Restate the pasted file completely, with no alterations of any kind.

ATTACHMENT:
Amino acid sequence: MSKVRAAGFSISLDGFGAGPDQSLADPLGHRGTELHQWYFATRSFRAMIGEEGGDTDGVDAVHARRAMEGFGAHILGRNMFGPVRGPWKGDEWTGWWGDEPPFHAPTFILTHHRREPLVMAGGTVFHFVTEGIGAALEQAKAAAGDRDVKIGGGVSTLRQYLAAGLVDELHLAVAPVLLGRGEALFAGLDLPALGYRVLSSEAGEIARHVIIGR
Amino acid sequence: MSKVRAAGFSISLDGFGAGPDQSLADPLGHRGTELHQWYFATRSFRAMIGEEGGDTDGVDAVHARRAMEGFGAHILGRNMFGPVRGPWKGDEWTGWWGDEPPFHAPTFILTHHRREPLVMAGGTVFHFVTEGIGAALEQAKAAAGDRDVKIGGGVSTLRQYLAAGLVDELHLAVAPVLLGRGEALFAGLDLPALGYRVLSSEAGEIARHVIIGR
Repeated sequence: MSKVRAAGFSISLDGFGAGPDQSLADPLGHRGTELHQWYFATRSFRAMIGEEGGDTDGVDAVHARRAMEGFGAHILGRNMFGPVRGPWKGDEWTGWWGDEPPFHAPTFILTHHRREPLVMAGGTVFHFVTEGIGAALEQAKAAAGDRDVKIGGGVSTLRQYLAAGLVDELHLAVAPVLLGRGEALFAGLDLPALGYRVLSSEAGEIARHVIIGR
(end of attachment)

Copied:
Amino acid sequence: MSKVRAAGFSISLDGFGAGPDQSLADPLGHRGTELHQWYFATRSFRAMIGEEGGDTDGVDAVHARRAMEGFGAHILGRNMFGPVRGPWKGDEWTGWWGDEPPFHAPTFILTHHRREPLVMAGGTVFHFVTEGIGAALEQAKAAAGDRDVKIGGGVSTLRQYLAAGLVDELHLAVAPVLLGRGEALFAGLDLPALGYRVLSSEAGEIARHVIIGR
Amino acid sequence: MSKVRAAGFSISLDGFGAGPDQSLADPLGHRGTELHQWYFATRSFRAMIGEEGGDTDGVDAVHARRAMEGFGAHILGRNMFGPVRGPWKGDEWTGWWGDEPPFHAPTFILTHHRREPLVMAGGTVFHFVTEGIGAALEQAKAAAGDRDVKIGGGVSTLRQYLAAGLVDELHLAVAPVLLGRGEALFAGLDLPALGYRVLSSEAGEIARHVIIGR
Repeated sequence: MSKVRAAGFSISLDGFGAGPDQSLADPLGHRGTELHQWYFATRSFRAMIGEEGGDTDGVDAVHARRAMEGFGAHILGRNMFGPVRGPWKGDEWTGWWGDEPPFHAPTFILTHHRREPLVMAGGTVFHFVTEGIGAALEQAKAAAGDRDVKIGGGVSTLRQYLAAGLVDELHLAVAPVLLGRGEALFAGLDLPALGYRVLSSEAGEIARHVIIGR